This One Simple Exercise Can Help Ease Your Anxiety
Therapists recommend this easy technique to help soothe your distress.
With everything that's going on in the world right now, it's not surprising that there's been a major uptick in anxiety and depression. In April, a federal emergency hotline for people in emotional distress spiked 1,000 percent compared to April 2019, as nearly 20,000 individuals reached out, according to the Substance Abuse and Mental Health Services Administration. Similarly, Talkspace, an online therapy company, reported a 65 percent increase in clients since mid-February, when the coronavirus pandemic first hit. Even the Centers for Disease Control and Prevention (CDC) released guidelines on how to cope with stress among the COVID-19 pandemic. But while mental health is a big hurdle to overcome, there are small things you can do to manage feelings of fear or isolation. In fact, one simple exercise can help ease your anxiety significantly: concentrating on positive memories.
For some people who suffer with trauma, therapists use "resource installation," a technique that is part of an eye movement desensitization and reprocessing (EMDR) program. Basically, instead of trying to push away distressing experiences, patients are asked to zero in on a few happy, sensory memories where they felt strong, safe, and supported. At the same time, they're told to close their eyes and move them back and forth, rhythmically, like what happens when you sleep. The theory goes that these eye movements cement good memories in your mind, according to The New York Times.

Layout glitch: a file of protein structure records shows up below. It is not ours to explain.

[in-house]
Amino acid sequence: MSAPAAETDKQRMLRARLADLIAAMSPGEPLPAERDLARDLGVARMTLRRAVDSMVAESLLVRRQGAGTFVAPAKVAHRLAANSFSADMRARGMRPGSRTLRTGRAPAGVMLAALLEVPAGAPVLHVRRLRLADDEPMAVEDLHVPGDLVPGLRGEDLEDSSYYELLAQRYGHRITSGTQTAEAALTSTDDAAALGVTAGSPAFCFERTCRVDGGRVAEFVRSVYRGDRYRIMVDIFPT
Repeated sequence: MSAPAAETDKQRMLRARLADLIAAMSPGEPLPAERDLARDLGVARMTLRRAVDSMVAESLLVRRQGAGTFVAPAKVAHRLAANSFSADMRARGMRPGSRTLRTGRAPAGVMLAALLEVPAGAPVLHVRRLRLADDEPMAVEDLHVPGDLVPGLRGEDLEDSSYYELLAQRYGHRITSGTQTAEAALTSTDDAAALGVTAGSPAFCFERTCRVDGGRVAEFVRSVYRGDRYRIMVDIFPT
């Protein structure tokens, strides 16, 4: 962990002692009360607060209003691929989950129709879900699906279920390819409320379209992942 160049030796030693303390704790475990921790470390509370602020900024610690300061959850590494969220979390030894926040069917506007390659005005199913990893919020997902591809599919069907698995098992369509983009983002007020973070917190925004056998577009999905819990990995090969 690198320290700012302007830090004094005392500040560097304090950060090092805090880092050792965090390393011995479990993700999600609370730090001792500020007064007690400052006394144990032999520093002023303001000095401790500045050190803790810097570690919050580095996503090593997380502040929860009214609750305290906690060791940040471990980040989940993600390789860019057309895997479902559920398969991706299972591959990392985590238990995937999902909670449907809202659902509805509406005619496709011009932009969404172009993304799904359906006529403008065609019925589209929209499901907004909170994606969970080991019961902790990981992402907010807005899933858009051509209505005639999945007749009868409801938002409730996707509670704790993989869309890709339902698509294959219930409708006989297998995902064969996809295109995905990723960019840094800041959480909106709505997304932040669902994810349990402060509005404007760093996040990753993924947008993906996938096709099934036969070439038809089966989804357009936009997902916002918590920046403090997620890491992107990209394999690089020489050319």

"We all have resources within us, such as memories of comfort and safety, experiences of being powerful and courageous," writes Laurel Parnell, PhD, an expert in EMDR, in her book Tapping In. "These memories, qualities, and images are stored in our body-mind network and can be accessed, activated, and strengthened."
There are three main ways to do this. The first is to focus on positive personal experiences where you felt self-acceptance, courage, compassion, or any other empowering trait you might have. You can also use a peaceful symbol or dream that resonates with you. The most effective method, however, is to reminisce on soothing memories or loved ones. Then, close your eyes and consider all the senses of the scene, person, or symbol: What do you see? What do you hear? What do you smell? What emotions do you feel?
As you process everything, start shifting your eyes back and forth like a metronome. It may help to slowly tap your fingers in time with each movement. Do this for a few sets, or until the image is clear in your mind and you feel calm. Though it's not required, journaling afterward can be beneficial as well.
This mental exercise goes hand-in-hand with studies that have found an important connection between nostalgia and happiness. Think of it as a kind of time travel to the past—we feel comforted and less lonely when we reflect on joyous life events with people we love. And for more tools that can wipe away your worries, check out these 7 Free Anxiety Apps to Help You During the Coronavirus Pandemic.